Design Innovation began in the late 1940s. Across the U.S., companies saw a growing consumer market buying everything from cars to ready-made meals, diapers, and early televisions. Companies began searching for new models of innovation that moved beyond the top-down, optimization-focused models that had been developed earlier. A model that would help them "get three steps ahead" of their competitors and the growing interest of the emerging middle class.
These ideas deeply influenced John Arnold, an engineering professor at the Massachusetts Institute of Technology (MIT) in Boston. Professor Arnold took a multidisciplinary approach in his research and teaching. He had a bachelor’s degree in psychology and a master’s degree in mechanical engineering, plus practical work experience as a garage mechanic and research engineer. At MIT, Professor Arnold established a Creative Engineering Laboratory, and he was passionate about introducing more creativity into the industrial practice of engineering. By 1957, Stanford University coaxed Professor Arnold to California, with the promise of more opportunities to work with the emerging Silicon Valley...and sunnier weather. Professor Arnold went on to create the foundations of Design Innovation at Stanford University.
Today, this early work continues to make a global impact through the multitude of design firms, user-centric business models, and revolutionary startups that its spawned. From the early Design Innovation model laid down to Professor Arnold (see the Arcturus IV program of user-centric, prototype-led innovation), to the more modern "three circles" of Technology Feasibility, Business Viability, and User Desirability, Design Innovation continues to change how companies invent the future.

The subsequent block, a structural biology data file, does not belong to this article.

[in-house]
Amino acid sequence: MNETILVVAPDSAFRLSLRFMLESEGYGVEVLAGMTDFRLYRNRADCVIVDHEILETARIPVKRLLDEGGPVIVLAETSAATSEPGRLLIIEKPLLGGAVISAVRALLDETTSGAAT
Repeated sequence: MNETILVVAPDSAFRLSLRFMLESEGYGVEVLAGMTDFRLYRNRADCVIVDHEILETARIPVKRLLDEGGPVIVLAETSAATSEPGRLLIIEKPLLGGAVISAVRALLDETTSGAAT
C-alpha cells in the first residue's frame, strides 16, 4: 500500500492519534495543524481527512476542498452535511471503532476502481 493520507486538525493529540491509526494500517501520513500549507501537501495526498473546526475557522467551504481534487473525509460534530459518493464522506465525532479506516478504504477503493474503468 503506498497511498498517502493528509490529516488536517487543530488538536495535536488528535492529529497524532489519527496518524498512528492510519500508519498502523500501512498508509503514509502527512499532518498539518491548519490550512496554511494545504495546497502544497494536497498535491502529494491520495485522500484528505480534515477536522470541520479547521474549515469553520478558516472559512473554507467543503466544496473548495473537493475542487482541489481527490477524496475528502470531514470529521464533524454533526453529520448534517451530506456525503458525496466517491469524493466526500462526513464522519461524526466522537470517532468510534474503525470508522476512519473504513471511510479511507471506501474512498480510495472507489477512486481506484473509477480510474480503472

When teams need guidance or are stuck, our innovation guides provide workflows that offer the “proven path” on what to do next. These guides include quick video tutorials, step-by-step worksheets, and tool templates.
Our proprietary tools and techniques are designed explicitly for team innovation. They were developed based on work at Stanford University and tested with hundreds of teams around the world over the last decade.
Our platform integrates hand-on workshops to prepare, engage, and encourage teams to refine skills in co-creation and collaboration. We can lead workshops or work with your group to design effective innovation workshops.
Do you have a coaching model? We maintain a global network of innovation coaches, who can accelerate your team collaboration, certify internal trainers and coaches, and deliver faster innovation results with higher quality.